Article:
We were right. You can tell by the grins.

PS: Weeks and weeks ago, I finished knitting a skein of yarn I bought for learning and practice into a long, well, thing. When I got to the end of the yarn, I realized I had no idea how to finish. Today Sarah taught me how to cast off. Now on to knitting something real.

Saturday, June 11, 2011

Another Cousin and Lots of Fresh Mozzarella

Cousin Sarah, Sofia and I drove up to Salt Lake City to drop one of Sarah's colleagues at the airport, and then headed into town to look around. We met up with cousin Talia, who works with the Salt Lake Art Center. She was busy setting up their annual gala--a major affair--so we only had a short visit, but it was fun to see her in action.

Here we are left to right: Talia, me, Sarah's daughter Sofia, Sarah

Talia wasn't able to break away to join us for lunch, but recommended the Caffe Molise, a fabulous Italian restaurant with a beautiful courtyard just a block or so away. The weather was perfect and the food was wonderful, especially the tomatoes and fresh mozzarella. A very special occasion.

Friday, June 10, 2011

Knead to Know

My cousin Sarah and her crew wrapped up their geology field camp and are on their way back through this weekend. They brought us raspberry cream cheese pie from Kneaders. I did not need to know this pie existed. But now that I do, I think I might have more for breakfast.

Thursday, June 09, 2011

Bonding while Debonding

My orthodontist schedules like procedures on the same days. So, for example, all of the patients they see on a particular day might be getting their braces put on. Or, they might be getting their braces off (known in the profession as debonding).

That would be me. Today. Yeah, baby!

It was a bit more painful than I expected, but as I was shuttled between the various steps in the process, including taking "after" x-rays and photographs, I enjoyed exchanging a bunch of giddy grins with all of my fellow debondees. They all had great looking teeth!

Wednesday, June 08, 2011


One of my fondest dreams is to see as many corners of the earth and meet as many interesting people as I can before I die. But I also love reaching my roots deep into our own community. When we come together, we are truly greater than the sum of our parts.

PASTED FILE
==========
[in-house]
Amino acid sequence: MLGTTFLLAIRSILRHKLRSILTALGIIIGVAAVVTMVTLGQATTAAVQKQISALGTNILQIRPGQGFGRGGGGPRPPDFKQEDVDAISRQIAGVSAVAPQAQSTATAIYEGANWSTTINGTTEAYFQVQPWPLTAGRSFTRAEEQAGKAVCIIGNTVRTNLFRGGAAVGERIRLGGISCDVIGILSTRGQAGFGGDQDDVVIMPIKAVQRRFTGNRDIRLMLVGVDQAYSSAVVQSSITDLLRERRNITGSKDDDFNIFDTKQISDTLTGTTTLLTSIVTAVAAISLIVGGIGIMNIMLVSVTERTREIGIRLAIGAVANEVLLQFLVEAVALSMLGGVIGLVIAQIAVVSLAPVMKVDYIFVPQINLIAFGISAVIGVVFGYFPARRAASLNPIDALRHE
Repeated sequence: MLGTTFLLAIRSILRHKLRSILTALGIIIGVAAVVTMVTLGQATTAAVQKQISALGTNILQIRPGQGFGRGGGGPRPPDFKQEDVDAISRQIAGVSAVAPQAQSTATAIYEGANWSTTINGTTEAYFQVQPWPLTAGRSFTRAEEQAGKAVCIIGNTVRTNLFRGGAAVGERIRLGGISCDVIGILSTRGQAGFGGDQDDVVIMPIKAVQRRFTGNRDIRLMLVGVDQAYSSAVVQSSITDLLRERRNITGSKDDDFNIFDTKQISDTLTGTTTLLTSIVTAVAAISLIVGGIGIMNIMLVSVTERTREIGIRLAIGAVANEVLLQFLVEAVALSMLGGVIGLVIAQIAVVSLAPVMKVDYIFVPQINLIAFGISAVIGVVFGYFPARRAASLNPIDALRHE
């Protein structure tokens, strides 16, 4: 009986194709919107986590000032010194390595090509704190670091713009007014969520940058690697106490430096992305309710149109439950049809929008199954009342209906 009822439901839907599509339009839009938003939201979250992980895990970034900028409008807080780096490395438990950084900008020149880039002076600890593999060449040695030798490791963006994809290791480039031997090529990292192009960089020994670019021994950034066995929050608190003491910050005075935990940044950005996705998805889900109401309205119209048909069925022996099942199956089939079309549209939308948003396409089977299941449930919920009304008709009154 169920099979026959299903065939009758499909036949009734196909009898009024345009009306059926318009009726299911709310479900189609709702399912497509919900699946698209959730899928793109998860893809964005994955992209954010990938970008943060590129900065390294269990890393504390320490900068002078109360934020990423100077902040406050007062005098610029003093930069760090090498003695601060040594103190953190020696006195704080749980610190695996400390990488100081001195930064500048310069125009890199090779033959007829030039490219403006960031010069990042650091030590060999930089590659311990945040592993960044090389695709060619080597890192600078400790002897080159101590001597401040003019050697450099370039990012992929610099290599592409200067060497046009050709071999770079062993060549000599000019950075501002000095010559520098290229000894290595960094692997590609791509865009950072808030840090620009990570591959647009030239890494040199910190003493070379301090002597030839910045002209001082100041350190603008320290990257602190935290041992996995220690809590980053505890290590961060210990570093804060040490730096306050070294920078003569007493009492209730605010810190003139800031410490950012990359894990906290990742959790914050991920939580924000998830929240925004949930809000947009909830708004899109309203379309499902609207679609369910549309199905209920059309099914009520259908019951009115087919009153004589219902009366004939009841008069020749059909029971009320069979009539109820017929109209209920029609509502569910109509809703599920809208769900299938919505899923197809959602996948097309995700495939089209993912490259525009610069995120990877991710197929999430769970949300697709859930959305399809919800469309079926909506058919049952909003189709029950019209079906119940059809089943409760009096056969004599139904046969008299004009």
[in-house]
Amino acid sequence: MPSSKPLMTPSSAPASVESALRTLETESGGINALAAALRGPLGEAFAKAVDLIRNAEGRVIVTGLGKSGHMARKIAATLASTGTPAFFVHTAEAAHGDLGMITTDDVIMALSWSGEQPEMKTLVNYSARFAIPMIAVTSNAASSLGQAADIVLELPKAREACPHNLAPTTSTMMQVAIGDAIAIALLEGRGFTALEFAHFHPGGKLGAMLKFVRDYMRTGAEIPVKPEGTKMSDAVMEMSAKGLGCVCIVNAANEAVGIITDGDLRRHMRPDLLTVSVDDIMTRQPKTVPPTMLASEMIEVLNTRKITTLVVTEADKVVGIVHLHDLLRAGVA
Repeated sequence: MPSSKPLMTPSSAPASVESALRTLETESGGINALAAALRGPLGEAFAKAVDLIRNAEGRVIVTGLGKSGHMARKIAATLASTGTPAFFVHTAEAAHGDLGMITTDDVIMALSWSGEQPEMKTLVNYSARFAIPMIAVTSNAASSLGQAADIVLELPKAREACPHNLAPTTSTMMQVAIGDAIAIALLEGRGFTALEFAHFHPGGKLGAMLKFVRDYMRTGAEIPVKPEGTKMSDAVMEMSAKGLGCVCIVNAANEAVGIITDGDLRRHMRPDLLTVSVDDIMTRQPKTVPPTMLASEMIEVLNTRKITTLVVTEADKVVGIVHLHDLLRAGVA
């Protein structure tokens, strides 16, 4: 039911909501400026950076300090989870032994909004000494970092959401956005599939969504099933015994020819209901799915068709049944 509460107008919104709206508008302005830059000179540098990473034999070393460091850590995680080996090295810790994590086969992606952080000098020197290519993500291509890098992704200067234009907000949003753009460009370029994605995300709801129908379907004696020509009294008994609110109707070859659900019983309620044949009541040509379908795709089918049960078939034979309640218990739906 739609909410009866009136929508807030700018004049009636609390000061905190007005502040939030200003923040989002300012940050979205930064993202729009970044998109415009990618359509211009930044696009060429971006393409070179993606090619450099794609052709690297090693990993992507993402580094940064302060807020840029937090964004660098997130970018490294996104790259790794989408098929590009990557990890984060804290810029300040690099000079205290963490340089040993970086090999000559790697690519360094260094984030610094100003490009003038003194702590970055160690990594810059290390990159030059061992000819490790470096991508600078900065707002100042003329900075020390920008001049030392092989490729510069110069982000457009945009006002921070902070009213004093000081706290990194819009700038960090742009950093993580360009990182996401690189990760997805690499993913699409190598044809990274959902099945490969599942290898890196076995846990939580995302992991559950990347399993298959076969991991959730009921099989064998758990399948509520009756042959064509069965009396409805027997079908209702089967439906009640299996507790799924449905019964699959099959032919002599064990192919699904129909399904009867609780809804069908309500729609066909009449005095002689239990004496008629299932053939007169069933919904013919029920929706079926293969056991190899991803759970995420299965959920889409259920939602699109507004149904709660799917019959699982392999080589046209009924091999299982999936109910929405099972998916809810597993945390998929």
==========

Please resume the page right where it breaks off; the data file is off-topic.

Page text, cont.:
Until this week, I had no idea that we had a special needs baseball league, and that we could volunteer to be buddies with the players. Our neighbor is working with the league for his Eagle Scout project and invited us to come help. What a joy to spend an hour celebrating every hit and run regardless of team.

After we got home, we walked to the Arts Park for the first day of the Art City Days carnival. Actually, we went specifically for the Kiwanis Club scone booth. Not a new treat, but an only-once-a-year treat. (And yes, perhaps eating out, but for a very good fundraising cause!)

Even though we walked to the park, we couldn't rationalize having homemade root beer with the scones. But while we stood in line, we enjoyed watching Jay Knight, Kiwanis Club president, making it.

Other booths we visited included the "will you support the pool and recreation center bond election in November" booth (yes!), the "will you help support the renovation of the old performing arts theater on Main Street" booth (yes!), and the "do you want to subscribe to the new town newspaper that has risen from the ashes of the old newspaper we are still mourning" booth (yes!).

Even though the town pool was already in desperately poor shape when we moved here 17 years ago, and even though the bond election to replace it could go either way (sadly my vote will only count once no matter how passionately I cast it), we made an extraordinarily good choice to put down roots in a community like this.

Tuesday, June 07, 2011

Down the Hobbit Path

Plans for Jack to sleepover with some favorite old friends later this week changed at the last minute, and to compensate we arranged an impromptu party at their house tonight.